HOLBROOK — Last Wednesday, convicted murderer Gabriel Jaramillo was sentenced to a “natural life” sentence in Apache County Superior Court.
Last month, a jury handed up its verdicts of guilty on charges of first degree murder, burglary, concealing a dead body and tampering with evidence. Based on those verdicts, visiting Judge Timothy Wright handed down judgments of guilt and began the sentencing phase of this lengthy case.
In August, 2012, Jaramillo murdered Steven Long while Long was sleeping. Jaramillo was a co-worker of Long’s. Jaramillo believed Long was somehow responsible for his conviction on a crime for which he previously went to prison. After he killed Long, the jury found that Jaramillo then burglarized his home, got rid of bloody bedding and dumped the body near Big Lake, which was discovered by mushroom hunters a few days later.
It took several years for Jaramillo to be charged with Long’s death because after the murder he fled to Gila County where he led deputies on a high speed chase and shot at them. He was convicted in Gila County on charges related to that incident and he spent five years in prison. He was charged in Apache County when he finished that sentence.
Judge Wright presided over the trial — he was brought in because two of the Apache County judges had been working as prosecutors during the investigation of Long’s murder.
The sentencing was scheduled for 1:30 p.m., but started late. The judge had summoned Deputy County Attorney Garrett Whiting and defense counsel Dirk LeGate into the his chambers for a discussion. Meanwhile, Jaramillo, dressed in orange jail-issue clothing — a far cry from the elegant blue suit he wore at trial — sat with chained hands and feet and was watched closely by an armed detention officer.
The victim’s mother was there accompanied by a victim advocate and sat next to a man that looked and acted like a pastor of some sort. Turns out, he was the jury’s foreman who wanted to be there. “I had never seen anything like this,” the foreman told the Independent, and said he wanted to follow it through. Jaramillo’s sister was also present and the judge noted that she had attended the entire trial.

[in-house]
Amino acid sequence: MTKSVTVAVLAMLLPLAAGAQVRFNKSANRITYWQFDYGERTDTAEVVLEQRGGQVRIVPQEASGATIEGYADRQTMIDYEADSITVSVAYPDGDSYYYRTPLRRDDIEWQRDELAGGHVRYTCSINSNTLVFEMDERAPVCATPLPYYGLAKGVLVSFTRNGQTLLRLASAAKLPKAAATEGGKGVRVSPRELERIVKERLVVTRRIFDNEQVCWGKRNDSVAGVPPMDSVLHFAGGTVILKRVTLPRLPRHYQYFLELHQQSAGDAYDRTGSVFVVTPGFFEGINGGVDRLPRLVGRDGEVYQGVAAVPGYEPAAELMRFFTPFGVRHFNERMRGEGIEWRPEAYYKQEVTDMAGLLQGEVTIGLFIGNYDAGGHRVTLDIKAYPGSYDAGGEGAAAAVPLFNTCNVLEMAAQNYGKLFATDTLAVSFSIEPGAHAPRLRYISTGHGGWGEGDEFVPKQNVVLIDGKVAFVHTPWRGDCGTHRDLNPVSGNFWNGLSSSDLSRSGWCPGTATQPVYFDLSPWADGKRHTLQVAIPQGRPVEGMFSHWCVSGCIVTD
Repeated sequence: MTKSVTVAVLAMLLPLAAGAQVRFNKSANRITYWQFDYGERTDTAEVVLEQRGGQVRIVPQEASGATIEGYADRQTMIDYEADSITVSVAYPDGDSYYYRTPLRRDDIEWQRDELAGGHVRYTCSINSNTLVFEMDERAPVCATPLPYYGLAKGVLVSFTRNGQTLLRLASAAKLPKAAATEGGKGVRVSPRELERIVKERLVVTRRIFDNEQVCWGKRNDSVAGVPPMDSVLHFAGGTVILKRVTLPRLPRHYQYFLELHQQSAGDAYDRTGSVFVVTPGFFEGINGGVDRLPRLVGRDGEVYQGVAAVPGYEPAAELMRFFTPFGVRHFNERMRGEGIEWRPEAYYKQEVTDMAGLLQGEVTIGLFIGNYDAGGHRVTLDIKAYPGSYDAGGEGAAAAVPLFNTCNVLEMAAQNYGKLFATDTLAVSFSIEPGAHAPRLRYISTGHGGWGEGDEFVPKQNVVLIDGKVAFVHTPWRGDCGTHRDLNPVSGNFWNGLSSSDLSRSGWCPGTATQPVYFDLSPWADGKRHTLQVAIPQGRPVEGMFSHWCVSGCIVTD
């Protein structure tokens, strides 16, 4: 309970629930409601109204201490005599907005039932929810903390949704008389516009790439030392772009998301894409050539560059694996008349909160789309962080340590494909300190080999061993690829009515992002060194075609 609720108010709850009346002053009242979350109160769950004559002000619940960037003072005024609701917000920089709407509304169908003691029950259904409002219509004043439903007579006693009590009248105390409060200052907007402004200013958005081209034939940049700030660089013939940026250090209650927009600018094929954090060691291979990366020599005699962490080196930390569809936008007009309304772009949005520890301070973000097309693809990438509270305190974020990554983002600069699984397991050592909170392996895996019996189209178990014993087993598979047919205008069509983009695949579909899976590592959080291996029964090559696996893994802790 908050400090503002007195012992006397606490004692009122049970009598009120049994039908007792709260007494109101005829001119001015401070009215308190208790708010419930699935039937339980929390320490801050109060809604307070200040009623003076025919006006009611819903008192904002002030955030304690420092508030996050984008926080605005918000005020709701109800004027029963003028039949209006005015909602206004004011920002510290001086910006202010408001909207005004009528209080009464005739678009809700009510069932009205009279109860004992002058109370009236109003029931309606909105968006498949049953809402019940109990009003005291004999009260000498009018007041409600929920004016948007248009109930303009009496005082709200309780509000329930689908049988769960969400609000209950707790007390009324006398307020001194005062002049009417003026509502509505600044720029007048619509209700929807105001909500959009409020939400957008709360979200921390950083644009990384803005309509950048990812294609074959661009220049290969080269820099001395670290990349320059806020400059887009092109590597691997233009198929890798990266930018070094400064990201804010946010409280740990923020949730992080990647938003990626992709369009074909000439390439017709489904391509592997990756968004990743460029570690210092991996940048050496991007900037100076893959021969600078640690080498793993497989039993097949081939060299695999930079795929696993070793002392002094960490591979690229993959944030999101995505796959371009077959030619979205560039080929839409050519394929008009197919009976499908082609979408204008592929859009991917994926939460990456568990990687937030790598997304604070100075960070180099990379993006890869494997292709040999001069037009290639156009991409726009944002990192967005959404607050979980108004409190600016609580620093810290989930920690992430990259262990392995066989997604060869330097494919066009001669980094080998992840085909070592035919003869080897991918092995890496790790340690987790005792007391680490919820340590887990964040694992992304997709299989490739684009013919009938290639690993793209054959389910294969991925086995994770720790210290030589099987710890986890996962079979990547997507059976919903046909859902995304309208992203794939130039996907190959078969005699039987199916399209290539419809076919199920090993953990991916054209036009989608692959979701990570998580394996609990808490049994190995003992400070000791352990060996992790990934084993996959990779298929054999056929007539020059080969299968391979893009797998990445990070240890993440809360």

After the trial, Jaramillo did two things — he fired his lawyer and vowed to appeal.
He self-filed two motions with the court. LeGate pledged to file a timely notice of appeal for Jaramillo and agreed to be taken off the case. As is customary, the court will appoint appellate counsel for Jaramillo; LeGate also had copied his entire file and told Judge Wright he brought it for delivery to the sister.
The judge and the lawyers then began a technical discussion of Arizona’s sentencing laws and the lawyers presented their recommendations about the sentence.
Both Long’s mother and Jaramillo told the judge they did not want to make any statements.
The judge didn’t have a lot of leeway — a death sentence was not available because the state did not ask for one by giving the required notice at the beginning of the case. Under Arizona law, a jury has to recommend the death penalty and they weren’t asked to do so. Also constraining the judge was the gravity of the crime, the fact that Jaramillo had at least two proven prior felonies and the fact that he was on release from another felony when he committed the murder. Under the law, those factors mandate an increase in the sentence.
Whiting asked for a sentence of “natural life,” one of the few phrases in the law which actually means what it says—that Jaramillo will die in prison. LeGate argued for a “life sentence” which means Jaramillo might be paroled after 25 years, at the age of 91, LeGate calculated.
The judge cited various laws and facts peculiar to this case and sided with the prosecutor. When Jaramillo leaves prison one day, it will be in a hearse.